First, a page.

Peanut Butter Poppers. You Can’t Stop At Just One. And Yes, They Are Better Than Pringles.

Remember the old Pringles ad? Once you pop…you can’t stop! Same goes for these babies.

I love peanut butter. I really do. I have loved it since kindergarten, when I used to take PBnJ sandwiches to school. And when I moved back to India, I was very disappointed- as saddened and melancholy as a ten-year-old could be- to encounter the peanut butter that was available in India then. I’m talking mid-1990s, in Kerala, no imported Skippy and Jif and American Garden; no home-grown Sundrop; only one brand called Prutina and it was very upsetting indeed. In taste, texture and packaging. 90’s kids from India, remember this?

photo courtesy | shop.bt

I mean, this stuff was so coarse, it would break toast. As in, if I tried to spread it on toast, the bread gave away beneath my butter knife.

But, since I was not a whiny kid, I just did without for years. And sparingly ate peanut butter every time someone would bring back a jar or two from abroad. Sheesh.

I missed peanut butter. I really did. It was like I left behind an old friend.

Anyway. Skip to today when we get all kinds of peanut butter in different flavours/jars/textures! I love it. I don’t care that I am in my late 20’s and still consume it like a kindergartener. Peanut butter is awesome. It may not be on the higher end of the phancy scale, like chocolate fondue or marzipan, but it’s still pretty darn good. And the only thing better than peanut butter in a sandwich is peanut butter BAKED. The chewy goodness and sheer delight of biting into a peanut butter cookie or brownie or cutting your spoon into chocolate and peanut butter pie…

This recipe for quick peanut butter cookies has been doing the rounds. I found it on The Patterned Plate first, which led me to the recipe at Gluten-Free Girl, and it was so easy, there was no way I could not try it. Plus, I had a brand new cake pops pan that I had been dying to use, and this seemed perfect for it. Instead of cookies, I could make little peanut butter cookie pops!! I thought it would be fun to make these cookies into little candylike balls which you could just pop in your mouth, one after another.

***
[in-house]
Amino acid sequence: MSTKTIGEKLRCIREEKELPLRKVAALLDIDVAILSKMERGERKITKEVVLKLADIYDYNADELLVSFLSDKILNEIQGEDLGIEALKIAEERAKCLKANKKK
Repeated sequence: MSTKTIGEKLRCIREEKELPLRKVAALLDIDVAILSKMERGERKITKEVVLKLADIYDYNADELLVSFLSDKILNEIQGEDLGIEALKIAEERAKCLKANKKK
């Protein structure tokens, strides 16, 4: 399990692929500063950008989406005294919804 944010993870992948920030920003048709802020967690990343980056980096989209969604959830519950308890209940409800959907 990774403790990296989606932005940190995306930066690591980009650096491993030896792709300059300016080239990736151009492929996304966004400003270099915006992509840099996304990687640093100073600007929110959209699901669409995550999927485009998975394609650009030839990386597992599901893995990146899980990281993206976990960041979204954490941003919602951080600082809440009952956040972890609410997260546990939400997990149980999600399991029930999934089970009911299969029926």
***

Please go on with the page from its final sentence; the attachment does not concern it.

I used Sundrop Peanut butter, the creamy option. I have seen Sundrop peanut butter in stores, but I never bothered to pick it up, assuming it would not be that great. I’d head straight for imported Skippy and stick with that, even though it was the more expensive option of the two. But since I wanted to try this recipe as soon as I possibly could, I had to choose Sundrop since my neighbourhood grocer did not have Skippy in stock. And you know what? I am glad I did. Sundrop creamy peanut butter is pretty great. It is smooth, creamy, not overly sweet and spreads like a dream, without damaging crumbly soft bread. And priced at Rs 160 for a 462 gram jar, it is value for money too. (I read a positive review of Sundrop peanut butter in the July issue of BBC Good Food India, but they also add that there is a higher sodium content. I checked the label, and it is 118 mg for every 2 tablespoons, to be exact.)

I actually wanted crunchy, but my grocer didn’t have crunchy. So I added some rolled oats just to give it some texture. I have so much lying around, and I am always looking for ways to use it. I am not really big on oatmeal.

PEANUT BUTTER POPPERS (Adapted from Gluten Free Girl)

INGREDIENTS

  • 1 cup white sugar
  • 1 cup peanut butter
  • 2 eggs (The original calls for just one egg; I used two because I was adding oats and felt that an extra egg would help bring everything together.)
  • 1/2 cup rolled oats
  • 1/2 teaspoon baking powder
  • 1/2 cup castor or white sugar, to roll the dough in

METHOD

  • Preheat oven to 180C
  • In a large bowl, cream sugar and peanut butter.
  • Then add in the egg and baking powder and beat some more.
  • Add in the rolled oats and beat a little more.